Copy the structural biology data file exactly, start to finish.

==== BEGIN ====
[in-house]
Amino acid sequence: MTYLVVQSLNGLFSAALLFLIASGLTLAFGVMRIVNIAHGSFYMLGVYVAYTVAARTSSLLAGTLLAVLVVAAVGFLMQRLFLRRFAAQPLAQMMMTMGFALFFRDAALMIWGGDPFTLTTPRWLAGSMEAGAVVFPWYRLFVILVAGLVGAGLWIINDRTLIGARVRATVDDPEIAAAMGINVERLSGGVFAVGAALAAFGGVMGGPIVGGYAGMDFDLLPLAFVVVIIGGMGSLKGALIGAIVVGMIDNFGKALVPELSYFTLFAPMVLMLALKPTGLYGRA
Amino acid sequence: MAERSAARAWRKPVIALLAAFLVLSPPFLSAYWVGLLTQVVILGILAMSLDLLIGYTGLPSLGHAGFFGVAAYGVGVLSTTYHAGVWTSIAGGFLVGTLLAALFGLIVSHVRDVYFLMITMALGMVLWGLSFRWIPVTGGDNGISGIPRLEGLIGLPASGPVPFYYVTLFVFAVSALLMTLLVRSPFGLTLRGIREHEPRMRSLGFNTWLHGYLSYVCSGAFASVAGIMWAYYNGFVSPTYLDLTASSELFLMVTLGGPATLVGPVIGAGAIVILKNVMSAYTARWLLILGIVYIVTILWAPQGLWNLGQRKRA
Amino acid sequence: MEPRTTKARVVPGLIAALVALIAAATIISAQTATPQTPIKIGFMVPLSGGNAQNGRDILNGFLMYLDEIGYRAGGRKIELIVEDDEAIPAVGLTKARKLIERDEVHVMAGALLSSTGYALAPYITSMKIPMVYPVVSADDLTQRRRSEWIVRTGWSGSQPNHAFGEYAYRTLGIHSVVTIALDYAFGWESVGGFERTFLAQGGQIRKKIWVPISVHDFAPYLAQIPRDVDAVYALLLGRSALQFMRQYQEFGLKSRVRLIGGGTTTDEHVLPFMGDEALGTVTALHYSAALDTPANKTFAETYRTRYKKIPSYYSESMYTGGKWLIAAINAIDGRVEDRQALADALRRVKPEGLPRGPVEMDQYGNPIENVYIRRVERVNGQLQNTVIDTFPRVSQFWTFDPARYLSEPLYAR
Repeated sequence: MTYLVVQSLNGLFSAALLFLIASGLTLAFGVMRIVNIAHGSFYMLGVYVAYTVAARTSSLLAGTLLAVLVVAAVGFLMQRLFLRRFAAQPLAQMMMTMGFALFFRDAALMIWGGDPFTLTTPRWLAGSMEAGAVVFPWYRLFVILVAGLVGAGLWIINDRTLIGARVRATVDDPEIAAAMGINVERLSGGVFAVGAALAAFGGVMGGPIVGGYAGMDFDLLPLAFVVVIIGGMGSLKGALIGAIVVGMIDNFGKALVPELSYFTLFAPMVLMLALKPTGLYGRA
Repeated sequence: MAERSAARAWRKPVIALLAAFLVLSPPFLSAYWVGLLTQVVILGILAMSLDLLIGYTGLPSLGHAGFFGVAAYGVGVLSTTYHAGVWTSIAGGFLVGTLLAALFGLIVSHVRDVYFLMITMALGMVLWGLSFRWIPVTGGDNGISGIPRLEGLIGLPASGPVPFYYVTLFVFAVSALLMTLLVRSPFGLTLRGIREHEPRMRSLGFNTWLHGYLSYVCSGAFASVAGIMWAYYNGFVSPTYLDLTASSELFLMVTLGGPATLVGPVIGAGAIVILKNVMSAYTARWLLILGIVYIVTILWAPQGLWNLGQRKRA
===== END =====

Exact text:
[in-house]
Amino acid sequence: MTYLVVQSLNGLFSAALLFLIASGLTLAFGVMRIVNIAHGSFYMLGVYVAYTVAARTSSLLAGTLLAVLVVAAVGFLMQRLFLRRFAAQPLAQMMMTMGFALFFRDAALMIWGGDPFTLTTPRWLAGSMEAGAVVFPWYRLFVILVAGLVGAGLWIINDRTLIGARVRATVDDPEIAAAMGINVERLSGGVFAVGAALAAFGGVMGGPIVGGYAGMDFDLLPLAFVVVIIGGMGSLKGALIGAIVVGMIDNFGKALVPELSYFTLFAPMVLMLALKPTGLYGRA
Amino acid sequence: MAERSAARAWRKPVIALLAAFLVLSPPFLSAYWVGLLTQVVILGILAMSLDLLIGYTGLPSLGHAGFFGVAAYGVGVLSTTYHAGVWTSIAGGFLVGTLLAALFGLIVSHVRDVYFLMITMALGMVLWGLSFRWIPVTGGDNGISGIPRLEGLIGLPASGPVPFYYVTLFVFAVSALLMTLLVRSPFGLTLRGIREHEPRMRSLGFNTWLHGYLSYVCSGAFASVAGIMWAYYNGFVSPTYLDLTASSELFLMVTLGGPATLVGPVIGAGAIVILKNVMSAYTARWLLILGIVYIVTILWAPQGLWNLGQRKRA
Amino acid sequence: MEPRTTKARVVPGLIAALVALIAAATIISAQTATPQTPIKIGFMVPLSGGNAQNGRDILNGFLMYLDEIGYRAGGRKIELIVEDDEAIPAVGLTKARKLIERDEVHVMAGALLSSTGYALAPYITSMKIPMVYPVVSADDLTQRRRSEWIVRTGWSGSQPNHAFGEYAYRTLGIHSVVTIALDYAFGWESVGGFERTFLAQGGQIRKKIWVPISVHDFAPYLAQIPRDVDAVYALLLGRSALQFMRQYQEFGLKSRVRLIGGGTTTDEHVLPFMGDEALGTVTALHYSAALDTPANKTFAETYRTRYKKIPSYYSESMYTGGKWLIAAINAIDGRVEDRQALADALRRVKPEGLPRGPVEMDQYGNPIENVYIRRVERVNGQLQNTVIDTFPRVSQFWTFDPARYLSEPLYAR
Repeated sequence: MTYLVVQSLNGLFSAALLFLIASGLTLAFGVMRIVNIAHGSFYMLGVYVAYTVAARTSSLLAGTLLAVLVVAAVGFLMQRLFLRRFAAQPLAQMMMTMGFALFFRDAALMIWGGDPFTLTTPRWLAGSMEAGAVVFPWYRLFVILVAGLVGAGLWIINDRTLIGARVRATVDDPEIAAAMGINVERLSGGVFAVGAALAAFGGVMGGPIVGGYAGMDFDLLPLAFVVVIIGGMGSLKGALIGAIVVGMIDNFGKALVPELSYFTLFAPMVLMLALKPTGLYGRA
Repeated sequence: MAERSAARAWRKPVIALLAAFLVLSPPFLSAYWVGLLTQVVILGILAMSLDLLIGYTGLPSLGHAGFFGVAAYGVGVLSTTYHAGVWTSIAGGFLVGTLLAALFGLIVSHVRDVYFLMITMALGMVLWGLSFRWIPVTGGDNGISGIPRLEGLIGLPASGPVPFYYVTLFVFAVSALLMTLLVRSPFGLTLRGIREHEPRMRSLGFNTWLHGYLSYVCSGAFASVAGIMWAYYNGFVSPTYLDLTASSELFLMVTLGGPATLVGPVIGAGAIVILKNVMSAYTARWLLILGIVYIVTILWAPQGLWNLGQRKRA